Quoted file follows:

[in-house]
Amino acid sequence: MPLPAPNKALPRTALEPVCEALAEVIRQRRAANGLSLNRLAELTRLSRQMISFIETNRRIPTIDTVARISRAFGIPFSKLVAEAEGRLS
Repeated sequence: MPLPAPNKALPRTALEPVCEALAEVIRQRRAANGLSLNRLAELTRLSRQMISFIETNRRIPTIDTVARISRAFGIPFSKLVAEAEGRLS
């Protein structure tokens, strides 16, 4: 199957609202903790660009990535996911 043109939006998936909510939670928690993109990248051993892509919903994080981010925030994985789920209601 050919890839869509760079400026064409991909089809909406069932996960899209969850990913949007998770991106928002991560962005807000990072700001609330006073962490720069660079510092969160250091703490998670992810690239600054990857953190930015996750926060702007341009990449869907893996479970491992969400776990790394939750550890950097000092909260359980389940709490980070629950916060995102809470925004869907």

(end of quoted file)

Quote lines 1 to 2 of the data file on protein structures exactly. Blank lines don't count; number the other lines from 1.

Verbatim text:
[in-house]
Amino acid sequence: MPLPAPNKALPRTALEPVCEALAEVIRQRRAANGLSLNRLAELTRLSRQMISFIETNRRIPTIDTVARISRAFGIPFSKLVAEAEGRLS